- Bivalve shellfish that you harvest may be shucked or cooked while you’re in the field (e.g., on a beach). However, they must stay in a condition that makes them easy to count and identify until they arrive at your ordinary residence
- So that the size of your crab can be checked, the shell of any sport-caught crab must stay attached to the body until the crab is eaten or arrives at your ordinary residence
Labelling your container or cooler
- When individuals are transporting or shipping catch they must package their catch separately and only have one name per package. However, they may share a container. It is recommended that the contents (number of fish, species, and number of packages) be listed on the outside of the container to facilitate inspection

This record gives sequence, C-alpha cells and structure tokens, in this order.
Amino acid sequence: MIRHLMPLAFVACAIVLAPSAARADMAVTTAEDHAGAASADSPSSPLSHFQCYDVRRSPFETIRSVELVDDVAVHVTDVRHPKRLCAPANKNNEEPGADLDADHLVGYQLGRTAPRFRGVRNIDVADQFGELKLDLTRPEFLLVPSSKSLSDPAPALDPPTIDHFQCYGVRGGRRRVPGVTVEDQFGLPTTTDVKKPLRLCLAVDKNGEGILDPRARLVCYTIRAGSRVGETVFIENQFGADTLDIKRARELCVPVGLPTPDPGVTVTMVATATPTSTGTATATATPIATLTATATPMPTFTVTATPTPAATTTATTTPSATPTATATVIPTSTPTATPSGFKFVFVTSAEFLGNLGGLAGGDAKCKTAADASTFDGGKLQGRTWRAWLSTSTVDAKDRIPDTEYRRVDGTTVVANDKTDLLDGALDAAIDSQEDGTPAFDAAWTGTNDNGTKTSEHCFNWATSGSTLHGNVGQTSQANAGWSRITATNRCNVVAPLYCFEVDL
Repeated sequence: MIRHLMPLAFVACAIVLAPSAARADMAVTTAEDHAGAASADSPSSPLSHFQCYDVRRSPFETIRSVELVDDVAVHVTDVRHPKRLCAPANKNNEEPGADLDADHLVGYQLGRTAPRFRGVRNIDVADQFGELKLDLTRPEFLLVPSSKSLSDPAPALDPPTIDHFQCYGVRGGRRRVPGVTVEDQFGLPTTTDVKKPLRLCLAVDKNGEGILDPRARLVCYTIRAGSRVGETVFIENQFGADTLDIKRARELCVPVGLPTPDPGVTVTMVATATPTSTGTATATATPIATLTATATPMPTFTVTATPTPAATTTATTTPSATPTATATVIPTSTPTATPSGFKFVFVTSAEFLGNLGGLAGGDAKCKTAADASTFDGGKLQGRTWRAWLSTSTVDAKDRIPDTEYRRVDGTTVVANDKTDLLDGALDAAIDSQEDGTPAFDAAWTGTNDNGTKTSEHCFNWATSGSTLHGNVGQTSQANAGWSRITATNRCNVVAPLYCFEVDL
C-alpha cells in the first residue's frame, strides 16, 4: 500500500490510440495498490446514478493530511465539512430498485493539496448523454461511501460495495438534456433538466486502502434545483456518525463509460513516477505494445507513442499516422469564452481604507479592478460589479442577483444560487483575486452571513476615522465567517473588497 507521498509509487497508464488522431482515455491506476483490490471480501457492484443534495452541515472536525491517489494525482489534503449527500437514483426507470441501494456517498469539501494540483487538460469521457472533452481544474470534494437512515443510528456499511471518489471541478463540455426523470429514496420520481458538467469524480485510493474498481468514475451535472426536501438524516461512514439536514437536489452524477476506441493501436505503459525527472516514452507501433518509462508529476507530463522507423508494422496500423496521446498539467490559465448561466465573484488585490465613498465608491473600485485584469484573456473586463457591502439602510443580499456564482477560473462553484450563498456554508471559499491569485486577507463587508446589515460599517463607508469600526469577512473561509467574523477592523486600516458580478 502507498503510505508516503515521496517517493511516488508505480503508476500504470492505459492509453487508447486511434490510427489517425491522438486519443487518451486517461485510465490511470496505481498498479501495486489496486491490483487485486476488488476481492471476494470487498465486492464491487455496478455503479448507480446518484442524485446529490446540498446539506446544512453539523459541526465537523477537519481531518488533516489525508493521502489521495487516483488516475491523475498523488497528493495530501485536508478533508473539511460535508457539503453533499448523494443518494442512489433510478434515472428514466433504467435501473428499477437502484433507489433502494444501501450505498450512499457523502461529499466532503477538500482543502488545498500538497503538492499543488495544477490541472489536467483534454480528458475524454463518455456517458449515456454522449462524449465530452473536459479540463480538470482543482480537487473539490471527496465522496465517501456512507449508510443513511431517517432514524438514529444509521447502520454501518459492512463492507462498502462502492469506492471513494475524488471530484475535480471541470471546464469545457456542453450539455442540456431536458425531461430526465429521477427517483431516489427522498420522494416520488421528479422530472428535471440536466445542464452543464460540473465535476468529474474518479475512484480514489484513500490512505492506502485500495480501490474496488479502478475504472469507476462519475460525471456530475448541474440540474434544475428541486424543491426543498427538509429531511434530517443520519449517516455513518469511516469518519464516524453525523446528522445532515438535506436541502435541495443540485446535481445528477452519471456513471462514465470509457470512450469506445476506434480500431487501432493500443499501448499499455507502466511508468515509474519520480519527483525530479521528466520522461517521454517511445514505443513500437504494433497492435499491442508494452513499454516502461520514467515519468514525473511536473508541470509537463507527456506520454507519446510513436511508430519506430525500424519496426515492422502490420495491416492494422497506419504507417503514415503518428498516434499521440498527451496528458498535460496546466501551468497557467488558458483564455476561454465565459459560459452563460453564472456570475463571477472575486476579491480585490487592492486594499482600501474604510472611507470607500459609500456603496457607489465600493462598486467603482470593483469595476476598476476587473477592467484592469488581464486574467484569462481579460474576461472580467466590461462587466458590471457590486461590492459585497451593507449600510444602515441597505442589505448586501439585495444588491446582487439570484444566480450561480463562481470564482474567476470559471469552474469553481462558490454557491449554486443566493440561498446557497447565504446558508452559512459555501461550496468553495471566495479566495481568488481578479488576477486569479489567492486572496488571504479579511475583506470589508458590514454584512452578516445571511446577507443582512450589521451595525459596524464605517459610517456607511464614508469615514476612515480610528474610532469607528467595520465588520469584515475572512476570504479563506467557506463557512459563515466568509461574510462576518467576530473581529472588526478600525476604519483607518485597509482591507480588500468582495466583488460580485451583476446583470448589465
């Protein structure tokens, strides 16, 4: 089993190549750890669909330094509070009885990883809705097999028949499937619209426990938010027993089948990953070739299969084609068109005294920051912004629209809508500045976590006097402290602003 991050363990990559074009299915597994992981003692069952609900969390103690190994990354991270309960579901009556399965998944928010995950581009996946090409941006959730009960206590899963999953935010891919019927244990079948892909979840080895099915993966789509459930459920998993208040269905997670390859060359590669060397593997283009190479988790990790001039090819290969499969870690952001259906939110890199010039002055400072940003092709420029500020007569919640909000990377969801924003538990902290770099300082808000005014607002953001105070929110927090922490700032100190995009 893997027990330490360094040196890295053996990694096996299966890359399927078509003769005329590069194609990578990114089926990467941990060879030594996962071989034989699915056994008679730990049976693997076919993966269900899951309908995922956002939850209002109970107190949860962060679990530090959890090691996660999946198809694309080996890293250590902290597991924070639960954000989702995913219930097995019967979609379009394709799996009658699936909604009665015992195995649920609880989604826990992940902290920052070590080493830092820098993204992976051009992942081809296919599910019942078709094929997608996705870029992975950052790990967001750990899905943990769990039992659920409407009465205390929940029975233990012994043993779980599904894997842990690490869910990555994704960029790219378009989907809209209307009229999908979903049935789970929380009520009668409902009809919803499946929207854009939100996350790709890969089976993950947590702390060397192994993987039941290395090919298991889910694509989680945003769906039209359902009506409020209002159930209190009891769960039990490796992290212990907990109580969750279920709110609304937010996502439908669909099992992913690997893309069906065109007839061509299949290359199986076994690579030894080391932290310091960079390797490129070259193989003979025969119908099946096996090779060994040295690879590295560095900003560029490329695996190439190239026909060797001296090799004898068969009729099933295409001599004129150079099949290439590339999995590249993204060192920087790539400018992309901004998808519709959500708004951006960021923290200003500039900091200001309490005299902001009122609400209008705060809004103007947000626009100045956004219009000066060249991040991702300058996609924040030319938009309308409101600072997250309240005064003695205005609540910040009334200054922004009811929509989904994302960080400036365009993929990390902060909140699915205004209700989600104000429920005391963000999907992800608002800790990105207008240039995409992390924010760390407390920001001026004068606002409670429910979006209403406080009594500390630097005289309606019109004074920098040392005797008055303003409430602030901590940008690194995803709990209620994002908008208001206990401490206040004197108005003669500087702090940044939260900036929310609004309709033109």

- It is recommended that you store and transport your catch in containers and packages intended for food
Seasonal prawn closures
Seasonal closures for prawn and shrimp
This information is provided for reference only
Always check the area you intend to fish for regulations and restrictions before you head out. Forecast closure dates are subject to change and may not reflect current regulations.
Decisions are made in season. In the spring and fall we take samples to make sure there are enough spawning females in the water. Decisions about fishing closures are made based on the results of this sampling. Reminder: fishers must always release prawns carrying eggs under their tail (egg-bearing females).
Subscribe to the fishery notice system and we’ll send updates to your inbox.